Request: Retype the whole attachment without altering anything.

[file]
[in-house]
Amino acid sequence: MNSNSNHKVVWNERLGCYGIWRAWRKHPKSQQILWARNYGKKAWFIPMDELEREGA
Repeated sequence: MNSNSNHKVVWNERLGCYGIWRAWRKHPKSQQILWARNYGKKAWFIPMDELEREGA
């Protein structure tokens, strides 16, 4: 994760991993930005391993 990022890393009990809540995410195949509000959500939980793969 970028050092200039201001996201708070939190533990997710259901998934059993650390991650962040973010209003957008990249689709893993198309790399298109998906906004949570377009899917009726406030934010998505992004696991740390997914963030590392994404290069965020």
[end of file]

[in-house]
Amino acid sequence: MNSNSNHKVVWNERLGCYGIWRAWRKHPKSQQILWARNYGKKAWFIPMDELEREGA
Repeated sequence: MNSNSNHKVVWNERLGCYGIWRAWRKHPKSQQILWARNYGKKAWFIPMDELEREGA
């Protein structure tokens, strides 16, 4: 994760991993930005391993 990022890393009990809540995410195949509000959500939980793969 970028050092200039201001996201708070939190533990997710259901998934059993650390991650962040973010209003957008990249689709893993198309790399298109998906906004949570377009899917009726406030934010998505992004696991740390997914963030590392994404290069965020």